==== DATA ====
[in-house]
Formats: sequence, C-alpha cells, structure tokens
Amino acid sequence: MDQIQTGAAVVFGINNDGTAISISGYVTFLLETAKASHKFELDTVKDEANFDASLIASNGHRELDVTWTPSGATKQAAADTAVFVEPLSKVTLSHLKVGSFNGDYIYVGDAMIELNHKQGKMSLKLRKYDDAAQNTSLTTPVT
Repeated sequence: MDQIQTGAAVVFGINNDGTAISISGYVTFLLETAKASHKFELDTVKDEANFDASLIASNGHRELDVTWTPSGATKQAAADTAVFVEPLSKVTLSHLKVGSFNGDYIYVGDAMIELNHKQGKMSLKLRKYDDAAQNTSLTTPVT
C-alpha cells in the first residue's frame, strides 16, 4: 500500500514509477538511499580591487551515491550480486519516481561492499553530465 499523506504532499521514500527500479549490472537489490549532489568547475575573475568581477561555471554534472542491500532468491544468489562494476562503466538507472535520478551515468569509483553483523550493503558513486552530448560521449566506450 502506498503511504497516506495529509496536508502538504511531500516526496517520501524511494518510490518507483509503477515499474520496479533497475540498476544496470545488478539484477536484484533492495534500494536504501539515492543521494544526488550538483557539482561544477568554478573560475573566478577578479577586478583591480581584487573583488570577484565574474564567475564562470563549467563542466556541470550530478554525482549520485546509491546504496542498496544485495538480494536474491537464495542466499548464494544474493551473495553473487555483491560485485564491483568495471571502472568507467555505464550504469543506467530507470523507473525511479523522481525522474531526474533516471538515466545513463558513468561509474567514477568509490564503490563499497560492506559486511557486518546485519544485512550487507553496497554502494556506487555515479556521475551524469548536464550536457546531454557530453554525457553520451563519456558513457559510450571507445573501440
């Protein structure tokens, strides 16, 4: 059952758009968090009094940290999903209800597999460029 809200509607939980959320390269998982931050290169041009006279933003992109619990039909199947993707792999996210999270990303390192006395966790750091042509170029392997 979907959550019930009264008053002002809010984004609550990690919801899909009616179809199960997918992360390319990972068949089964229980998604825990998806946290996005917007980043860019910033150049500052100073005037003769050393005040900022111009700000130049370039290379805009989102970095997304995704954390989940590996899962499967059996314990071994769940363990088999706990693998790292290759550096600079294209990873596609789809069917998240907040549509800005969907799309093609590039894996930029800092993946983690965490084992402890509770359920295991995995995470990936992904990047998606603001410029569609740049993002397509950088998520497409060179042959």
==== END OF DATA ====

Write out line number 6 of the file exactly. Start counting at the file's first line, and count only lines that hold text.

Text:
């Protein structure tokens, strides 16, 4: 059952758009968090009094940290999903209800597999460029 809200509607939980959320390269998982931050290169041009006279933003992109619990039909199947993707792999996210999270990303390192006395966790750091042509170029392997 979907959550019930009264008053002002809010984004609550990690919801899909009616179809199960997918992360390319990972068949089964229980998604825990998806946290996005917007980043860019910033150049500052100073005037003769050393005040900022111009700000130049370039290379805009989102970095997304995704954390989940590996899962499967059996314990071994769940363990088999706990693998790292290759550096600079294209990873596609789809069917998240907040549509800005969907799309093609590039894996930029800092993946983690965490084992402890509770359920295991995995995470990936992904990047998606603001410029569609740049993002397509950088998520497409060179042959």